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	<META NAME="COPYRIGHT" CONTENT="Copyright 1997-2002, All Rights Reserved">
	<META NAME="Author" CONTENT="Easy Software Products">
	<TITLE>CUPS Software Security Report</TITLE>



<P>This software security report provides an analysis of possible security
concerns for the Common UNIX Printing System ("CUPS") Version 1.1.</P>

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<H2>Document Overview</H2>

<P>This software security report is organized into the following sections:</P>

	<LI>1 - Scope</LI>
	<LI>2 - References</LI>
	<LI>3 - Local Access Risks</LI>
	<LI>4 - Remote Access Risks</LI>
	<LI>A - Glossary</LI>

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<H1>Local Access Risks</H1>

<P>Local access risks are those that can be exploited only with a local user
account. This section does not address issues related to dissemination of the
root password or other security issues associated with the UNIX operating

<H2>Security Breaches</H2>

<P>There is one known security vulnerability with local access:


	<LI>Device URIs are passed to backend filters in argv[0] and in
	an environment variable. Since device URIs can contain
	usernames and passwords it may be possible for a local user to
	gain access to a remote resource.

	<P>We recommend that any password-protected accounts used for
	remote printing have limited access priviledges so that the
	possible damages can be minimized.

	<P>The device URI is "sanitized" (the username and password are
	removed) when sent to an IPP client so that a remote user
	cannot exploit this vulnerability.


<H1>Remote Access Risks</H1>

<P>Remote access risks are those that can be exploited without a local user
account and/or from a remote system. This section does not address issues
related to network or firewall security.

<H2>Denial of Service Attacks</H2>

<P>Like all Internet services, the CUPS server is vulnerable to denial of
service attacks, including:


	<LI>Establishing multiple connections to the server until the server
	will accept no more.

	<P>This cannot be protected against by the current software. It
	is possible that future versions of the CUPS software could be
	configured to limit the number of connections allowed from a
	single host, however that still would not prevent a distributed

	<LI>Repeatedly opening and closing connections to the server as fast
	as possible.

	<P>There is no easy way of protecting against this in the CUPS
	software. If the attack is coming from outside the local
	network it might be possible to filter such an attack, however
	once the connection request has been received by the server it
	must at least accept the connection to find out who is

	<LI>Flooding the network with broadcast packets on port 631.

	<P>It might be possible to disable browsing if this condition
	is detected by the CUPS software, however if there are large
	numbers of printers available on the network such an algorithm
	might think that an attack was occurring when instead a valid
	update was being received.

	<LI>Sending partial IPP requests; specifically, sending part of an
	attribute value and then stopping transmission.

	<P>The current code is structured to read and write the IPP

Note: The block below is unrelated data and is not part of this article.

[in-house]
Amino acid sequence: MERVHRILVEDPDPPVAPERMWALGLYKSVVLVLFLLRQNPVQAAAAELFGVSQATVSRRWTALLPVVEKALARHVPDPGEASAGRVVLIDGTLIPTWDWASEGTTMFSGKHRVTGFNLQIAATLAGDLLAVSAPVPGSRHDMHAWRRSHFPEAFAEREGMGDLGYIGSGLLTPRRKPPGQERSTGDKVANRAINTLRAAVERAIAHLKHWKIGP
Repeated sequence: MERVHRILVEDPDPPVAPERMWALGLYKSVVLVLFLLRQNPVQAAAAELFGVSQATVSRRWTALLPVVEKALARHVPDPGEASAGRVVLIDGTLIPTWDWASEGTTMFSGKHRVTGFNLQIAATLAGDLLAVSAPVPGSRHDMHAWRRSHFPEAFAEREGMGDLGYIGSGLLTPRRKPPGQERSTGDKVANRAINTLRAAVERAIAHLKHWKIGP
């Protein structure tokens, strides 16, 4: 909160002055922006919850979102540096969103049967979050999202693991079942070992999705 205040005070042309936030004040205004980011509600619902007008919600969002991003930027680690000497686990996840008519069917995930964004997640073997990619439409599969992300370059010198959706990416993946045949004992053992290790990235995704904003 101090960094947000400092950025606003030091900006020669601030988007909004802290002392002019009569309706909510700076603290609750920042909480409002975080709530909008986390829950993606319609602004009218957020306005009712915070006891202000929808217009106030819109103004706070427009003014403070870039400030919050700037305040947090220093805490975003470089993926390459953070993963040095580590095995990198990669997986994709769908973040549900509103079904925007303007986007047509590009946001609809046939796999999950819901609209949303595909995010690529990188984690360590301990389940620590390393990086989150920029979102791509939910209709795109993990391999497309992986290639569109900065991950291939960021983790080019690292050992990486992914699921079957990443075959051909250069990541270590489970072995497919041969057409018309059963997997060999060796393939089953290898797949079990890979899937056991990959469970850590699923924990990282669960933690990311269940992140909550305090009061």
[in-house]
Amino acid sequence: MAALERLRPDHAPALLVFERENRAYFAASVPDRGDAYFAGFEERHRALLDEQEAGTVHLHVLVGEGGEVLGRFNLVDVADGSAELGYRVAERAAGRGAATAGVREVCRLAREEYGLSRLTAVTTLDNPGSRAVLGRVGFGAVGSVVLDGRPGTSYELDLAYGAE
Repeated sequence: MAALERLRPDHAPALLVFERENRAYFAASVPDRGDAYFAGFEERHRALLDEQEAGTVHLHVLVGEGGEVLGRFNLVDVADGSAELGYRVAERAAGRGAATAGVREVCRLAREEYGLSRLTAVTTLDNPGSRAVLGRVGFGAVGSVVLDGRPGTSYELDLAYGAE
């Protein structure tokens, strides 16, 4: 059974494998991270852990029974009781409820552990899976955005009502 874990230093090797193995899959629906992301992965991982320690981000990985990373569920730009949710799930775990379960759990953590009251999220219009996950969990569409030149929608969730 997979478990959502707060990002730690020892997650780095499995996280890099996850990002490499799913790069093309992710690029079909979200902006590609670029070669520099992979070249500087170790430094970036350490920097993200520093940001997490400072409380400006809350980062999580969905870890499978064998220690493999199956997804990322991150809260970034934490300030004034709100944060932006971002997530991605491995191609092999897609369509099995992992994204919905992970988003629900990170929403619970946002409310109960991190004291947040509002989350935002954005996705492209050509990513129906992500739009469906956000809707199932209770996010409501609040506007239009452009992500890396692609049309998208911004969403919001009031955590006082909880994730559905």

request data on-the-fly, so there is no easy way to protect
	against this for large attribute values.

	<LI>Sending large/long print jobs to printers, preventing other users
	from printing.

	<P>There are limited facilities for protecting against large print
	jobs (the <CODE>MaxRequestSize</CODE> attribute), however this will
	not protect printers from malicious users and print files that
	generate hundreds or thousands of pages. In general, we recommend
	restricting printer access to known hosts or networks, and adding
	user-level access control as needed for expensive printers.


<H2>Security Breaches</H2>

<P>The current CUPS server supports Basic, Digest, and local certificate


	<LI>Basic authentication essentially places the clear text of
	the username and password on the network. Since CUPS uses the
	UNIX username and password account information, the
	authentication information could be used to gain access to
	accounts (possibly priviledged accounts) on the server.

	<LI>Digest authentication uses an MD5 checksum of the username,
	password, and domain ("CUPS"), so the original username and
	password is not sent over the network. However, the current
	implementation does not authenticate the entire message and
	uses the client's IP address for the nonce value, making it
	possible to launch "man in the middle" and replay attacks from
	the same client.  The next minor release of CUPS will support
	Digest authentication of the entire message body, effectively
	stopping these methods of attack.

	<LI>Local certificate authentication passes 128-bit
	"certificates" that identify an authenticated user.
	Certificates are created on-the-fly from random data and stored
	in files under <CODE>/etc/cups/certs</CODE>. They have
	restricted read permissions: root + system for the root
	certificate, and lp + system for CGI certificates. Because
	certificates are only available on the local system, the CUPS
	server does not accept local authentication unless the client
	is connected to the localhost address (


<P>The default CUPS configuration disables remote administration. We do
not recommend that remote administration be enabled for all hosts.
However, if you have a trusted network or subnet, access can be
restricted accordingly.

Also, we highly recommend using Digest authentication when possible.
Unfortunately, most web browsers do not support Digest authentication
at this time.

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